US20090202067A1  Cryptographic system configured to perform a mixed radix conversion with a priori defined statistical artifacts  Google Patents
Cryptographic system configured to perform a mixed radix conversion with a priori defined statistical artifacts Download PDFInfo
 Publication number
 US20090202067A1 US20090202067A1 US12027658 US2765808A US2009202067A1 US 20090202067 A1 US20090202067 A1 US 20090202067A1 US 12027658 US12027658 US 12027658 US 2765808 A US2765808 A US 2765808A US 2009202067 A1 US2009202067 A1 US 2009202067A1
 Authority
 US
 Grant status
 Application
 Patent type
 Prior art keywords
 data stream
 configured
 galois field
 number
 cryptographic system
 Prior art date
 Legal status (The legal status is an assumption and is not a legal conclusion. Google has not performed a legal analysis and makes no representation as to the accuracy of the status listed.)
 Granted
Links
Images
Classifications

 G—PHYSICS
 G06—COMPUTING; CALCULATING; COUNTING
 G06F—ELECTRIC DIGITAL DATA PROCESSING
 G06F7/00—Methods or arrangements for processing data by operating upon the order or content of the data handled
 G06F7/58—Random or pseudorandom number generators
 G06F7/582—Pseudorandom number generators
 G06F7/584—Pseudorandom number generators using finite field arithmetic, e.g. using a linear feedback shift register

 G—PHYSICS
 G06—COMPUTING; CALCULATING; COUNTING
 G06F—ELECTRIC DIGITAL DATA PROCESSING
 G06F7/00—Methods or arrangements for processing data by operating upon the order or content of the data handled
 G06F7/60—Methods or arrangements for performing computations using a digital nondenominational number representation, i.e. number representation without radix; Computing devices using combinations of denominational and nondenominational quantity representations, e.g. using difunction pulse trains, STEELE computers, phase computers
 G06F7/72—Methods or arrangements for performing computations using a digital nondenominational number representation, i.e. number representation without radix; Computing devices using combinations of denominational and nondenominational quantity representations, e.g. using difunction pulse trains, STEELE computers, phase computers using residue arithmetic
 G06F7/724—Finite field arithmetic
Abstract
A cryptographic system (CS) is provided. The CS (800) comprises a data stream receiving means (DSRM), a generator (702), a mixed radix converter (MRC) and an encryptor (908). The DSRM (902) is configured to receive a data stream (DS). The generator is configured to selectively generate a random number sequence (RNS) utilizing a punctured ring structure. The MRC (704) is coupled to the generator and configured to perform a mixed radix conversion to convert the RNS from a first number base to a second number base. The encryptor is coupled to the DSRM and MRC. The encryptor is configured to generate an altered data stream by combining the RNS in the second number base with the DS. The punctured ring structure and the MRC are configured in combination to produce an RNS in the second number base which contains a priori defined statistical artifacts after the mixed radix conversion.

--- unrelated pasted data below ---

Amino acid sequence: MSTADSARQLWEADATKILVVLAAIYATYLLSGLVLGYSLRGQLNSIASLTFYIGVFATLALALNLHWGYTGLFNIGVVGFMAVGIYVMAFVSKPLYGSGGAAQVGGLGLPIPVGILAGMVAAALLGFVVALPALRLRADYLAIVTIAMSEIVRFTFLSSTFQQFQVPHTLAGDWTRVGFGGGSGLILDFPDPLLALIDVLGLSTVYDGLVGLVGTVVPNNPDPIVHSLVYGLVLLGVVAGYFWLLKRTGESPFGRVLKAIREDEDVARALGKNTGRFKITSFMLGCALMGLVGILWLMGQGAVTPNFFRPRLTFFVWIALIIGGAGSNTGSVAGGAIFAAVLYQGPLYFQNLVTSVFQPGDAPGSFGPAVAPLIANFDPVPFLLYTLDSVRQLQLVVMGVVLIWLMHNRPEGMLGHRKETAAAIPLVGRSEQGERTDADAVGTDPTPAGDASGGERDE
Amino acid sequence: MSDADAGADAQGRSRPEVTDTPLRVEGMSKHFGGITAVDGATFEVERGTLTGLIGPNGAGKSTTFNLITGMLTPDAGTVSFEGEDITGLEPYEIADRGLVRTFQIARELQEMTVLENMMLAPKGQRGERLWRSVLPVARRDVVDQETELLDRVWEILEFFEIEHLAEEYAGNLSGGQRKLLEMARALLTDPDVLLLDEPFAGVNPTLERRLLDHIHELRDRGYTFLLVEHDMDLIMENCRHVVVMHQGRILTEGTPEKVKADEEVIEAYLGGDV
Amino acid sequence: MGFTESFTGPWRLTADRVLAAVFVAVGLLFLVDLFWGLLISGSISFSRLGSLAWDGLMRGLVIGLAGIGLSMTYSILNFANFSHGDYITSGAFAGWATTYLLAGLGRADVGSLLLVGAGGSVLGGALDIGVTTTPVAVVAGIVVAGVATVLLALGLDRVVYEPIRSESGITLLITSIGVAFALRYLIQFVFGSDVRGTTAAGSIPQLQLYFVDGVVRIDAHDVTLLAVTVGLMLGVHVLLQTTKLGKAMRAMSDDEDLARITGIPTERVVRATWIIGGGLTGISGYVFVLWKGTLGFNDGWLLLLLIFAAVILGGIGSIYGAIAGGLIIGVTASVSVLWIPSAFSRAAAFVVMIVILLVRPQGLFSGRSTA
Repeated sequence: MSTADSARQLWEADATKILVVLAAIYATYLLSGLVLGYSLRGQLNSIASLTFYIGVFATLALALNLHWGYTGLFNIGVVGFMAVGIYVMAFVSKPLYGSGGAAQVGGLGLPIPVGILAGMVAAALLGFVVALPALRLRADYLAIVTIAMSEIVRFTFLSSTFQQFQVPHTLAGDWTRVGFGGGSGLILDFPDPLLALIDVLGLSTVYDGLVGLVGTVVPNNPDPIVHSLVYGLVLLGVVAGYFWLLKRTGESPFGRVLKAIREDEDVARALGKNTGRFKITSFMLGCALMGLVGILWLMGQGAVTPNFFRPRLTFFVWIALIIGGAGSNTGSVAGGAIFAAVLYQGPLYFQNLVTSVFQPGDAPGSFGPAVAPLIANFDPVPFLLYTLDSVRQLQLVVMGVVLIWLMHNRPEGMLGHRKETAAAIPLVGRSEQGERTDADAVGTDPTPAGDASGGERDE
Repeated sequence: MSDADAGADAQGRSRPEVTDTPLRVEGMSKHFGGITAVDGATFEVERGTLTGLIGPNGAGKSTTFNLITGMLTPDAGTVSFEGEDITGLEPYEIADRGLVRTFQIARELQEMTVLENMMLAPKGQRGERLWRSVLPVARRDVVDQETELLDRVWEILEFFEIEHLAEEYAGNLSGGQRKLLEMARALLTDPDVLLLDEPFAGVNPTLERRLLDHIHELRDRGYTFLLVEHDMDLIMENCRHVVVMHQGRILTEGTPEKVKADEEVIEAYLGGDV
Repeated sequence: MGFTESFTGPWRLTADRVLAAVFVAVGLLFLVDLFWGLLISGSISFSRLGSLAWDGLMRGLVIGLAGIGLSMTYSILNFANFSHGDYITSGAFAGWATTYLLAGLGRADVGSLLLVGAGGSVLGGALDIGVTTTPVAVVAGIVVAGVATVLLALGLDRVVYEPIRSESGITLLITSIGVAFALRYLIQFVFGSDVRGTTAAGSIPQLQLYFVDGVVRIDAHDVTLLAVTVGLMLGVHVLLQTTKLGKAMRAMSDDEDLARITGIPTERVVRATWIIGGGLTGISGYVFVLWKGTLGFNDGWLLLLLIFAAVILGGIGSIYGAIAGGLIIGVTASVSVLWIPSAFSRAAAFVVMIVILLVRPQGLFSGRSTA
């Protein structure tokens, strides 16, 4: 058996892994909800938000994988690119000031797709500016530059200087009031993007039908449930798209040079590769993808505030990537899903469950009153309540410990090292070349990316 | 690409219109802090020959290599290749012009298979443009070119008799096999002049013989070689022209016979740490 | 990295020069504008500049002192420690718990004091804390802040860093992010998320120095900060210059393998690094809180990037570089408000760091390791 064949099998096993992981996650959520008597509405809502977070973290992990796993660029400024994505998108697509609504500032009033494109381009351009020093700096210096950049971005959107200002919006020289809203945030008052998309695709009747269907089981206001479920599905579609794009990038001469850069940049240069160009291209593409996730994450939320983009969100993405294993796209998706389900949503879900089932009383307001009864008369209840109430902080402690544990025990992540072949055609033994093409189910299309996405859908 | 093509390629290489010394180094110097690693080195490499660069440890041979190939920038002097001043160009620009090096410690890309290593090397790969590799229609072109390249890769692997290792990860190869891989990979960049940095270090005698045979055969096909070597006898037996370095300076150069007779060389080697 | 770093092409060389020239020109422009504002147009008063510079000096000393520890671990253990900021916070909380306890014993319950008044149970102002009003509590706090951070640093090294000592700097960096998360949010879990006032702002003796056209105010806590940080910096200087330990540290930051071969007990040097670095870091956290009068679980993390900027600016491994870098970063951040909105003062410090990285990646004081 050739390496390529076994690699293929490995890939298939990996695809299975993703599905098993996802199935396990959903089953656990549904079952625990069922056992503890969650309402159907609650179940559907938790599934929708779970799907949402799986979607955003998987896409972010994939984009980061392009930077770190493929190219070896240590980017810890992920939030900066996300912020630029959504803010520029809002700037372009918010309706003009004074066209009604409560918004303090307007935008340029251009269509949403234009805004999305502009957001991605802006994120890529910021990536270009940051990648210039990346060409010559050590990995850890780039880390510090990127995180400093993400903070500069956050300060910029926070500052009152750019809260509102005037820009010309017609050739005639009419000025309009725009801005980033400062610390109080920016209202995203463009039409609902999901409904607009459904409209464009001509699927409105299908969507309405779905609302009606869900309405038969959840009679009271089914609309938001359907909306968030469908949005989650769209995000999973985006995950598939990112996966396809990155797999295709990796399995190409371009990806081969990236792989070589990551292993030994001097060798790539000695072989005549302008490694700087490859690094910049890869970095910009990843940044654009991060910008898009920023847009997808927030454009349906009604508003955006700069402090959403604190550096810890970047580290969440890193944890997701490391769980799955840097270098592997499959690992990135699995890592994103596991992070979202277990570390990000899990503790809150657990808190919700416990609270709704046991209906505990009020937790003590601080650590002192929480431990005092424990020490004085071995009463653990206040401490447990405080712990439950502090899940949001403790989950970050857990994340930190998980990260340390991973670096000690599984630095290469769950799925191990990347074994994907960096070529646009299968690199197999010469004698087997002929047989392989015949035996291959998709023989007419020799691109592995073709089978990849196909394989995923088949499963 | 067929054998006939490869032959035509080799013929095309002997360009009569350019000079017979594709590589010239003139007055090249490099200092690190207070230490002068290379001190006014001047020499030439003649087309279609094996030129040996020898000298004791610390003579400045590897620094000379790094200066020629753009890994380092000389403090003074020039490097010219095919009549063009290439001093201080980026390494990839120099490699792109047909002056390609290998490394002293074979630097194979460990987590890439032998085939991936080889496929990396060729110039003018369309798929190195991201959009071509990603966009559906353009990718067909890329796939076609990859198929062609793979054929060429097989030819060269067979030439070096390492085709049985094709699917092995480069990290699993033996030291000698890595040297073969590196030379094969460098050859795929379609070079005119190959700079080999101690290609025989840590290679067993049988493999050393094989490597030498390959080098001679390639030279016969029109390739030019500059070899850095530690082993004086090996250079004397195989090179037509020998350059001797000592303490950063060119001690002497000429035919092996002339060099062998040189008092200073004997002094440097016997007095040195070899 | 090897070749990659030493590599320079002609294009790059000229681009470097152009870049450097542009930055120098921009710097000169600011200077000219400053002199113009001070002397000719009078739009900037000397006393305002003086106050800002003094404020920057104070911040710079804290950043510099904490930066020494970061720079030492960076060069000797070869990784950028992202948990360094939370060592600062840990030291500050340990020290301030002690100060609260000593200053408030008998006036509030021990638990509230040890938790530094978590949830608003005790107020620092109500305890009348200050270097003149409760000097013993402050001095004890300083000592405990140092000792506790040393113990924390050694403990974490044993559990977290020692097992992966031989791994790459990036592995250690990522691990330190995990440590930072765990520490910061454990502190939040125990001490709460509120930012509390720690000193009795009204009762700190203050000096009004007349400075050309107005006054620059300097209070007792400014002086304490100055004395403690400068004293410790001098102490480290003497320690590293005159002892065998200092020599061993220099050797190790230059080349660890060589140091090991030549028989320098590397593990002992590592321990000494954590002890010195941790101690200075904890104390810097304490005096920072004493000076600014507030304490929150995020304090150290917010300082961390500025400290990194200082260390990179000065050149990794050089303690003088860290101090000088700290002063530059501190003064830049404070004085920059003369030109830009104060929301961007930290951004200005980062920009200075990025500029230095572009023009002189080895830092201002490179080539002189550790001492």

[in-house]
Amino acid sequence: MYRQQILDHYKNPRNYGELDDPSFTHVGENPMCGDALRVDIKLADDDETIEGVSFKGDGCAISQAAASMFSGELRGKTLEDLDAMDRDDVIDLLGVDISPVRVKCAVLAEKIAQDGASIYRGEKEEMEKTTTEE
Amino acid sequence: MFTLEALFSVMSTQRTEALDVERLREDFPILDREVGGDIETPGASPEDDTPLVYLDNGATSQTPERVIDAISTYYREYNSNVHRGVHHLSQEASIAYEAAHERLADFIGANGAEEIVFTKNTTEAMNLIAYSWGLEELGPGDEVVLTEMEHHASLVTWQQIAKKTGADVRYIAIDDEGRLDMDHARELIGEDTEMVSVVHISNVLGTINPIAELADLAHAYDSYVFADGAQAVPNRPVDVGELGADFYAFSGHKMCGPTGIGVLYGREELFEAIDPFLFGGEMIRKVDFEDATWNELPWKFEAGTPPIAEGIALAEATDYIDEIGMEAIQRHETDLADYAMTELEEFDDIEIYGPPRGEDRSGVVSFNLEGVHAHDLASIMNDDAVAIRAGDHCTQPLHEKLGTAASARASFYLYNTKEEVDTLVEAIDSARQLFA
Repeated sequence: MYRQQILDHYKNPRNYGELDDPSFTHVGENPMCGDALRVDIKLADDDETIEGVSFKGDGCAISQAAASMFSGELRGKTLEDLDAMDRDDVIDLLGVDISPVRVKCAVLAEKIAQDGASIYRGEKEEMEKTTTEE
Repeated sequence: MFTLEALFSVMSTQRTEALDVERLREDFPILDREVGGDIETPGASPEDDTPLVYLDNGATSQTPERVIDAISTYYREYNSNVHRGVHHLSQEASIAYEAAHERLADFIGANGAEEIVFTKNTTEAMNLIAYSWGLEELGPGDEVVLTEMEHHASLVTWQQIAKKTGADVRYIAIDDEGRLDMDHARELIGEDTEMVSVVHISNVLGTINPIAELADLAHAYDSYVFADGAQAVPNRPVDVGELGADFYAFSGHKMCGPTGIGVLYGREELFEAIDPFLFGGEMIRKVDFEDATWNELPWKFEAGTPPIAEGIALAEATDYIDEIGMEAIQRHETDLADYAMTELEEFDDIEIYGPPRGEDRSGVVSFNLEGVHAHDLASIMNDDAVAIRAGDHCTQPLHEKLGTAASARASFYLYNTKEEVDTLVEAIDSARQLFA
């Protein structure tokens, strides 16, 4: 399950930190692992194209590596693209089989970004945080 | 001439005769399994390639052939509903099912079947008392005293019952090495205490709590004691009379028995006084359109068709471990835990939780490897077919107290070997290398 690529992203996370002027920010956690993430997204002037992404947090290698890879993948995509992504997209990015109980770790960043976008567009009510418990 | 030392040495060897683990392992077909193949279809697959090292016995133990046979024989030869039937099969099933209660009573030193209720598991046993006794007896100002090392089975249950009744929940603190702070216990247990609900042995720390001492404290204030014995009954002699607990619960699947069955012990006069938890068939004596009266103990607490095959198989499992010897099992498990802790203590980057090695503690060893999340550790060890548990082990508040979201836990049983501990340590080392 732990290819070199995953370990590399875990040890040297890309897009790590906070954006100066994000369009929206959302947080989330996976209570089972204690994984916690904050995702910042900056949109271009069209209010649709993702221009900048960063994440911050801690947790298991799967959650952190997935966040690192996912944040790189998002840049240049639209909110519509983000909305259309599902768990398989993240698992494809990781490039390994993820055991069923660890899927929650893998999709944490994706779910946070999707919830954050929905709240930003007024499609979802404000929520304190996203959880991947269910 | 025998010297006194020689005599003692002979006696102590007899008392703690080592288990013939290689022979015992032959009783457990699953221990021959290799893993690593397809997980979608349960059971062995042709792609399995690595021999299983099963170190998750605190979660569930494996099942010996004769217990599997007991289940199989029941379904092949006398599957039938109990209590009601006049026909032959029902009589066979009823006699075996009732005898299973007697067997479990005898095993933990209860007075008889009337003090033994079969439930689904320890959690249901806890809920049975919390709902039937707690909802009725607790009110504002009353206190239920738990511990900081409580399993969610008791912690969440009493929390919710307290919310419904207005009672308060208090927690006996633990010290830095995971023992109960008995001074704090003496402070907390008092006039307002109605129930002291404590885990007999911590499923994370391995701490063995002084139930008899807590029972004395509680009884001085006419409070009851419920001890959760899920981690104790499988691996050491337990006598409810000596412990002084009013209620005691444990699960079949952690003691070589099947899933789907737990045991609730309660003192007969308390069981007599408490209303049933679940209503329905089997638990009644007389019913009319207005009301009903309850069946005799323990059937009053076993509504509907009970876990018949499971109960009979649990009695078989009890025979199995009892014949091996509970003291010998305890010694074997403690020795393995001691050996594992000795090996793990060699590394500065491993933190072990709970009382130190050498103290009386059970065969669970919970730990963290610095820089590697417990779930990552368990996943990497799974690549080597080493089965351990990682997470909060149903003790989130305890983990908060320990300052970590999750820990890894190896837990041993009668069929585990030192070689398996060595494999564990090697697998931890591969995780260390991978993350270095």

Description
 1. Statement of the Technical Field
 The inventive arrangements relate to cryptographic systems having ring generators. More particularly, the inventive arrangements relate to a cryptographic system comprising a ring generator configured for performing a mixed radix conversion absent of unwanted statistical artifacts.
 2. Description of the Related Art
 Many number theoretic based computational systems include ring generators. A ring generator is a simple structure over a finite field that exhaustively produces possible outputs through repeated mapping. The mapping is some combination of an additive and a multiplicative mapping, with irreducible polynomials being ideal. For example, a ring generator includes repeated computations of an irreducible polynomial f(x)=3x^{3}+3x^{2}+x on the finite Galois field, GF[11]. A finite or Galois field GF[M] is a field that contains only a finite number of elements {0, 1, 2, . . . , M−1}. The finite or Galois field GF[M] has a finite field size defined by the Galois characteristic M. M is most often chosen to be either a power of two (2) or an odd prime.
 Despite the advantages of such a ring generator, it suffers from certain drawbacks. For example, the oddsized ring generator's reliance on the Galois characteristic M is computationally inefficient in a digital (binary) domain. Also, lookup table operations performed in the finite or Galois field GF[M] are resource intensive. Moreover, the ring generator's orbits are highly deterministic. As such, knowledge of a mapping and current finite field conditions gives complete knowledge of an output sequence and in many applications it is desirable to mask this information. Such applications include, but are not limited to, a cryptographic application.
 In view of the forgoing, there remains a need for a ring generator implementing an arithmetic operation that is computationally efficient in a digital (binary) domain. There is also a need for a ring generator having an implementation that is less hardware intensive than conventional ring generator implementations. There is further a need for a ring generator having orbits that are more robust in obscuring their deterministic characteristics for use in a cryptographic system.